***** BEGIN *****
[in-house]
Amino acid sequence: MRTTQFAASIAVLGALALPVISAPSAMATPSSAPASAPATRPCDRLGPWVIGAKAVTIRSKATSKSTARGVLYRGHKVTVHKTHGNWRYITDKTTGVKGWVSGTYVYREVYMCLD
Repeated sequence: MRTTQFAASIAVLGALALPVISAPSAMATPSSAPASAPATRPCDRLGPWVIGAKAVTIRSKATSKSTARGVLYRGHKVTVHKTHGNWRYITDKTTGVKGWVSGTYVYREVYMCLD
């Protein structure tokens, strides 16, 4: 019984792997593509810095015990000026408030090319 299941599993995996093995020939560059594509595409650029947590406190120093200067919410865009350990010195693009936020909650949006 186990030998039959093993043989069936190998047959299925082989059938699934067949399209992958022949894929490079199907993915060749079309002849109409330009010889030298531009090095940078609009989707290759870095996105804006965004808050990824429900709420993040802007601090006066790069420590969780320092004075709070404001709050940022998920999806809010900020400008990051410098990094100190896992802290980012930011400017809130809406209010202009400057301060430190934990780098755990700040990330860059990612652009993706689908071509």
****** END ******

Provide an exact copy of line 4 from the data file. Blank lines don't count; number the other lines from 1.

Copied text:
């Protein structure tokens, strides 16, 4: 019984792997593509810095015990000026408030090319 299941599993995996093995020939560059594509595409650029947590406190120093200067919410865009350990010195693009936020909650949006 186990030998039959093993043989069936190998047959299925082989059938699934067949399209992958022949894929490079199907993915060749079309002849109409330009010889030298531009090095940078609009989707290759870095996105804006965004808050990824429900709420993040802007601090006066790069420590969780320092004075709070404001709050940022998920999806809010900020400008990051410098990094100190896992802290980012930011400017809130809406209010202009400057301060430190934990780098755990700040990330860059990612652009993706689908071509």